The largest megalith at the site, the heel stone, which aligns with sunrise on midsummer’s day, is 75 metres from the centre of the stone circle and weighs 60 tonnes.

Read the full (source) story here

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Massive 25 ton stones of Stonehenge may have come from further afield

29 10 2016

The builders of Stonehenge are known to have sourced the smaller bluestones used in the 5000-year-old monument from Wales.

But a new theory suggests that the entire monument might have come from elsewhere, even the huge 25 ton Sarsen stones which make up the large circle of the Wiltshire megalith.

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The huge sarsens at Stonehenge could have come from elsewhere

Katy Whitaker, of the University of Reading, will present a new paper at symposium at University College London next month suggesting that the sarsens could have come from sites as far away as Ken.

“Most people are aware that some of Stonehenge’s stones came all the way from south-west Wales,” she said.

“The really huge sarsen stones at Stonehenge are assumed to have come from sources on the Marlborough Downs in Wiltshire, about 30km to the north of Stonehenge. Sarsen stone, however, is found in other locations across southern England.

“There are sarsens in Dorset, spread about dry chalk valleys similar to the locations on the Marlborough Downs in Wiltshire, and as well as locations in Berkshire, Oxfordshire, Hampshire and Sussex, there are even sarsens in Kent.

“The distribution is quite broad, there are sarsens in Buckinghamshire and even across to Norfolk.”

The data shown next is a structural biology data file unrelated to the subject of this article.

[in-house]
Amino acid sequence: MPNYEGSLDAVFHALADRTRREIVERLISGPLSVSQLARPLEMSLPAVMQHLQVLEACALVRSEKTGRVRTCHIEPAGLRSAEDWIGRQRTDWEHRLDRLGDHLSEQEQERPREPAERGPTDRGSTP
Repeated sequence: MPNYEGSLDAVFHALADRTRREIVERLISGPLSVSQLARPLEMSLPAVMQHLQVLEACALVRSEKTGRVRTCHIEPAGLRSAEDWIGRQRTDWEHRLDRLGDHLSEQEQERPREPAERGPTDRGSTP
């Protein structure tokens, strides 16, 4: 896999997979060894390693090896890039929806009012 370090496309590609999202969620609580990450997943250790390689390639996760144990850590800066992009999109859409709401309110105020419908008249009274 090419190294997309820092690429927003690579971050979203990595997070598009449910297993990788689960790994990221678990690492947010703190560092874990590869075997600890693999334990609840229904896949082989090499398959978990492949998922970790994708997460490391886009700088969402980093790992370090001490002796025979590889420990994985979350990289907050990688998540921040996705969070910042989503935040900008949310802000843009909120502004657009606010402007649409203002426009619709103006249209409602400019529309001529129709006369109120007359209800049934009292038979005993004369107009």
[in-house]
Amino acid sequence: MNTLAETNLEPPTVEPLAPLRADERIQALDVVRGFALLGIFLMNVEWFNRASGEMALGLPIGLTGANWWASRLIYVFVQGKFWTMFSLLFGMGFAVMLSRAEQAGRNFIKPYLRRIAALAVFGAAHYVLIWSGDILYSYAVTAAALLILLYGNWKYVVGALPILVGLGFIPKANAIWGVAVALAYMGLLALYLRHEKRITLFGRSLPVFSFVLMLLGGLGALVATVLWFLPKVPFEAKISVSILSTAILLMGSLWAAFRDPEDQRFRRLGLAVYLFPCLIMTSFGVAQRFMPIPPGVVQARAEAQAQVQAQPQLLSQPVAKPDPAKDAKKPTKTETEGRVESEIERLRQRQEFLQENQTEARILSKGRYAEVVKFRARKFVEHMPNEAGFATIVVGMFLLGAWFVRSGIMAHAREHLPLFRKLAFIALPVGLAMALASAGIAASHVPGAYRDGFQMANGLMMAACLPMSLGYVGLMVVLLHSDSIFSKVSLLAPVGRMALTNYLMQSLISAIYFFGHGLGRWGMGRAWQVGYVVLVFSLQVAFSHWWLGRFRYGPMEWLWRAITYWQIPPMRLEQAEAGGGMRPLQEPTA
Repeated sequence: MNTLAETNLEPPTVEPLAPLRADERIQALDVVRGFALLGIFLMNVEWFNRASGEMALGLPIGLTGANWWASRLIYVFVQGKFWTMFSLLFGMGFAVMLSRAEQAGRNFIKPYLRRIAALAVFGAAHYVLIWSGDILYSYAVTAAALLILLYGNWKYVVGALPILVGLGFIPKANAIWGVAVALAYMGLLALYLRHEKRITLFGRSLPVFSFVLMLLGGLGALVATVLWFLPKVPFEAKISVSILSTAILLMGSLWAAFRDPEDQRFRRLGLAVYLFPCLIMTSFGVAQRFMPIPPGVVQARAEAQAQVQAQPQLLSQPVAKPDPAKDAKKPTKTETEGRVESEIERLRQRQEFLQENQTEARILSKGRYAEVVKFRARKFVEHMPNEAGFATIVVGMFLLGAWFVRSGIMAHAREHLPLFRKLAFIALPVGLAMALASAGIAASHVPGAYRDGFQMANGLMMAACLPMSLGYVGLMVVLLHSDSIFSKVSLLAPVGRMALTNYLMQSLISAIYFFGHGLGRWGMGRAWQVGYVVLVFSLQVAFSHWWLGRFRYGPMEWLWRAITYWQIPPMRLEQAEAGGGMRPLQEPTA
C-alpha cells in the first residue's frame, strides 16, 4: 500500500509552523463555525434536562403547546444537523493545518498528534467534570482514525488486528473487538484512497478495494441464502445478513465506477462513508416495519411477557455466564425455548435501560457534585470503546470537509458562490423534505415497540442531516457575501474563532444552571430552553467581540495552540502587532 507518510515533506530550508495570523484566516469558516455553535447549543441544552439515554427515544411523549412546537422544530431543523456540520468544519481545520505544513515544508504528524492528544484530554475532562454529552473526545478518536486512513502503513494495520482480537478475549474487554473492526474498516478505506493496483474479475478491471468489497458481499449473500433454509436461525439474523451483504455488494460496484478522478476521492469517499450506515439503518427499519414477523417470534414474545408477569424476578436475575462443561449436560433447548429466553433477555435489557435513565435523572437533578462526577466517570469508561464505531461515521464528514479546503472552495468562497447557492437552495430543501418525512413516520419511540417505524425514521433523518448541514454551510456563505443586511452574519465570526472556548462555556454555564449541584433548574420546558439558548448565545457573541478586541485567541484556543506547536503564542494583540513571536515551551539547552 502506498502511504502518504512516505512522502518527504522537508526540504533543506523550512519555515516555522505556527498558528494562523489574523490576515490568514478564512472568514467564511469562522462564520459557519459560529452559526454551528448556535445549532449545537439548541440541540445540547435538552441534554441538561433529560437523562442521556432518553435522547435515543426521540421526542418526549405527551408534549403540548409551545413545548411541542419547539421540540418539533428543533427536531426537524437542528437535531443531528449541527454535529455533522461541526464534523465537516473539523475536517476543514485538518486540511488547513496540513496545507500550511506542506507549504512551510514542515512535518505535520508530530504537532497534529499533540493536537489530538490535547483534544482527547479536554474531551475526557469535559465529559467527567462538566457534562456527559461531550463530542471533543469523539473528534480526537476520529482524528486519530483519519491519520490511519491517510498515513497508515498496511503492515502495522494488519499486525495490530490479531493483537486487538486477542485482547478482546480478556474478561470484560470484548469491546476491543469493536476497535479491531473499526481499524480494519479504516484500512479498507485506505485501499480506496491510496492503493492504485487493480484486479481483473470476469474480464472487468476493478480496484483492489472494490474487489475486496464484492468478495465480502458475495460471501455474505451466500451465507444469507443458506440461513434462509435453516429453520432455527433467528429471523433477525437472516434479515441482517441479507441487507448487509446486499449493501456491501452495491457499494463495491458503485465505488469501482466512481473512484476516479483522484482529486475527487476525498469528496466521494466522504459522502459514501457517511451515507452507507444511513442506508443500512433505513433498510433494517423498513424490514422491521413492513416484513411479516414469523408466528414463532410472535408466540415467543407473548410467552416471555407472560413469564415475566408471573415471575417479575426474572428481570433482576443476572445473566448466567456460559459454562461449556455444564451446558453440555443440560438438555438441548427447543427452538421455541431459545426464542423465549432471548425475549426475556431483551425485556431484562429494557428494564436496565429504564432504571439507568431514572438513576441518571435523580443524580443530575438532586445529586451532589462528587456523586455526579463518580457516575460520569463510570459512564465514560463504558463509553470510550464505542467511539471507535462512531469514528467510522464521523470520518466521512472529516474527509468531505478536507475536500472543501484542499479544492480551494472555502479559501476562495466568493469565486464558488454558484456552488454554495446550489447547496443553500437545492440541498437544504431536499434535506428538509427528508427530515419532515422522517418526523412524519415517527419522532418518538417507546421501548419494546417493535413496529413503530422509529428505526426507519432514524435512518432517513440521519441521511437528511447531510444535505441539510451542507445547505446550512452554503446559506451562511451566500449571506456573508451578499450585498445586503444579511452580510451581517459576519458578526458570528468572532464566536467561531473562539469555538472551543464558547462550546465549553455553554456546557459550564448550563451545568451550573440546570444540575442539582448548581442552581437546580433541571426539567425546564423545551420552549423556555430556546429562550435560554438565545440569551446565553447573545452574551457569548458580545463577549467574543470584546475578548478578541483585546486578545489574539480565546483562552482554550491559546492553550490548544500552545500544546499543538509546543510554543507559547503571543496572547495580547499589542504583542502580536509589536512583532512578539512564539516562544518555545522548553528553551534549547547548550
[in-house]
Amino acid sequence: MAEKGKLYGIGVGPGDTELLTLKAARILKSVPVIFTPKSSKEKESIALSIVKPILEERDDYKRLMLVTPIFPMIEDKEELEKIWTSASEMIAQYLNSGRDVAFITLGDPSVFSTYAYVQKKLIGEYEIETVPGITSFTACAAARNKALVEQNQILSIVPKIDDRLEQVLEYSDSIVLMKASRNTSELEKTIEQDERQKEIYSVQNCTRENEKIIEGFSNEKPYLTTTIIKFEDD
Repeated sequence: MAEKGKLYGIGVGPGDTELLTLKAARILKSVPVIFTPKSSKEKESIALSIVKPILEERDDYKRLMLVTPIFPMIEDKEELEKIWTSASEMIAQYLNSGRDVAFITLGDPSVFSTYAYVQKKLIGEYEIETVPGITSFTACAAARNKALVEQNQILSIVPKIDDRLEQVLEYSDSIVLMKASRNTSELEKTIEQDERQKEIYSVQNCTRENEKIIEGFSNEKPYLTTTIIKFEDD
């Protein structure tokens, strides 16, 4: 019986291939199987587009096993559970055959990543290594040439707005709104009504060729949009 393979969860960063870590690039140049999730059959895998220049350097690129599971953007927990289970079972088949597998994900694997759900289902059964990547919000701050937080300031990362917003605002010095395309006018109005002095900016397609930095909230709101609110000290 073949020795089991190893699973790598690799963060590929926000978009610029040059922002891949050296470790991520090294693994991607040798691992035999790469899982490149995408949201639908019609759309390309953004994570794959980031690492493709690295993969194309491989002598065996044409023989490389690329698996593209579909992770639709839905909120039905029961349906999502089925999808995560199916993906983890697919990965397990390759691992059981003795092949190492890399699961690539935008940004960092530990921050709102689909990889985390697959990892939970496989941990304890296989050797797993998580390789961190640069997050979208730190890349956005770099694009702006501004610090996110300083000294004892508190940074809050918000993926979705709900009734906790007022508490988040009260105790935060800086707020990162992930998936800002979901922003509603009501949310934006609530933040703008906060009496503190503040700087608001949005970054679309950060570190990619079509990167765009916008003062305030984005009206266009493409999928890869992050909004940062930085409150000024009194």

People in the Neolithic are known for trading stone across large areas, including from the Lake District to the East of England.

Huge Sarsen boulders from outside of Wiltshire are known to have been used in other prehistoric monuments including Kits Coty House in Kent, and Wayland’s Smithy, a burial mound, in Oxfordshire.

“People were clearly aware of, and using, these stones in prehistory.” said Miss Whitaker. “Why not think about the possibility that sarsens came from further-afield too?”

The idea could also challenge that Stonehenge represents a peak of monument construction which could only have been achieved through organisation by a hierarchical leadership.

Instead, it may show that smaller groups had banded together to bring meaningful stones to a central area.

“Maybe it wasn’t a large group of people under the control of a tribal leader ‘cracking the whip’ to move all the rocks from one location down to Stonehenge as has been suggested before,” added Miss Whitaker.

“What about groups of people related in different ways, working collaboratively to move a special stone from one area to another? “

The source of the Stonehenge stones was first determined in the early 1920s by H.H. Thomas, an officer with the Geological Survey of England and Wales.

He determined that the so-called ‘spotted dolerites’ matched a small number of outcrops in the Mynydd Preseli district in south-west Wales

Latest theories about Stonehenge also suggest it was once an impressive Welsh tomb which was dismantled and shipped to Wiltshire.

An experiment this summer by University College London found that mounting huge stones on a sycamore sleigh and dragging it along timbers required far less effort than was expected.

They discovered that a  one tonne stone could be pulled on a raft by just 10 people at around one mile per hour, far faster than experts believed.

MS Whitaker is presenting her work at the Neolithic and Early Bronze Age Research Student Symposium at University College London from 18th to 19th of November.

Full article (source) The Telegraph: